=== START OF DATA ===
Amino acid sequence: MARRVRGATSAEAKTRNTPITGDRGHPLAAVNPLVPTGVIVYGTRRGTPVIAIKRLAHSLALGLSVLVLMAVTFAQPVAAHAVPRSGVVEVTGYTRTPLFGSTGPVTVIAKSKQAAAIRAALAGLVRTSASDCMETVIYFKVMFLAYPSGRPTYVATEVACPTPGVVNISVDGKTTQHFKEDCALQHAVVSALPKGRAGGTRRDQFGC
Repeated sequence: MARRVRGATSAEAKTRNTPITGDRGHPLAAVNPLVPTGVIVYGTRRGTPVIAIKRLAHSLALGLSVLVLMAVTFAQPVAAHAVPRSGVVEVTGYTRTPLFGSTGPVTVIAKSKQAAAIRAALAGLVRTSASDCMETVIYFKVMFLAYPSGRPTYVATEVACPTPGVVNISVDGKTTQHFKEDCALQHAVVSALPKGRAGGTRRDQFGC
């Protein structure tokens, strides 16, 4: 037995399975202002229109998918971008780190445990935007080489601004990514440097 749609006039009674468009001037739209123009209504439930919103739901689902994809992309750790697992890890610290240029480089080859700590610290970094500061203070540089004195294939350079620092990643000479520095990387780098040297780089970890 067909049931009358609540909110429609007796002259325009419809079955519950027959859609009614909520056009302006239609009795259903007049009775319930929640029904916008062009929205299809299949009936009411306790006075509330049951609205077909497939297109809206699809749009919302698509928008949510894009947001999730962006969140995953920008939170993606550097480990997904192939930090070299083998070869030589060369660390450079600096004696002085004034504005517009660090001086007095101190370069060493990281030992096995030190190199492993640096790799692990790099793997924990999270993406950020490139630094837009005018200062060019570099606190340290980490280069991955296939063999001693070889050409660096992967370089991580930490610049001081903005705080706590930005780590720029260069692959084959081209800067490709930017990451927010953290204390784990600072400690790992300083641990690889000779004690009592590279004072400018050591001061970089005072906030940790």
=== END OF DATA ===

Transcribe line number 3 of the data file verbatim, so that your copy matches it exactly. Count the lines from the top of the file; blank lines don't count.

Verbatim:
């Protein structure tokens, strides 16, 4: 037995399975202002229109998918971008780190445990935007080489601004990514440097 749609006039009674468009001037739209123009209504439930919103739901689902994809992309750790697992890890610290240029480089080859700590610290970094500061203070540089004195294939350079620092990643000479520095990387780098040297780089970890 067909049931009358609540909110429609007796002259325009419809079955519950027959859609009614909520056009302006239609009795259903007049009775319930929640029904916008062009929205299809299949009936009411306790006075509330049951609205077909497939297109809206699809749009919302698509928008949510894009947001999730962006969140995953920008939170993606550097480990997904192939930090070299083998070869030589060369660390450079600096004696002085004034504005517009660090001086007095101190370069060493990281030992096995030190190199492993640096790799692990790099793997924990999270993406950020490139630094837009005018200062060019570099606190340290980490280069991955296939063999001693070889050409660096992967370089991580930490610049001081903005705080706590930005780590720029260069692959084959081209800067490709930017990451927010953290204390784990600072400690790992300083641990690889000779004690009592590279004072400018050591001061970089005072906030940790």